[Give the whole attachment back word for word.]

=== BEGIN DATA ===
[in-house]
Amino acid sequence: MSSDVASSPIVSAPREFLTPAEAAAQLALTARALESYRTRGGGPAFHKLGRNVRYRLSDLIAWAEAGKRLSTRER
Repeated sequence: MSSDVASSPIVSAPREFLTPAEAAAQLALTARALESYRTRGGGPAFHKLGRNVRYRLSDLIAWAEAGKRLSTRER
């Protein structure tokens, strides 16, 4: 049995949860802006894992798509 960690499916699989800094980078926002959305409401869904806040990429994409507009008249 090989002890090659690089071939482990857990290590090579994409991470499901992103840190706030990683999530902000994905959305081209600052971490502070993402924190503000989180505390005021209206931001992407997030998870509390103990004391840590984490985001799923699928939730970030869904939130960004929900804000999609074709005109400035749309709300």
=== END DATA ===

[in-house]
Amino acid sequence: MSSDVASSPIVSAPREFLTPAEAAAQLALTARALESYRTRGGGPAFHKLGRNVRYRLSDLIAWAEAGKRLSTRER
Repeated sequence: MSSDVASSPIVSAPREFLTPAEAAAQLALTARALESYRTRGGGPAFHKLGRNVRYRLSDLIAWAEAGKRLSTRER
């Protein structure tokens, strides 16, 4: 049995949860802006894992798509 960690499916699989800094980078926002959305409401869904806040990429994409507009008249 090989002890090659690089071939482990857990290590090579994409991470499901992103840190706030990683999530902000994905959305081209600052971490502070993402924190503000989180505390005021209206931001992407997030998870509390103990004391840590984490985001799923699928939730970030869904939130960004929900804000999609074709005109400035749309709300």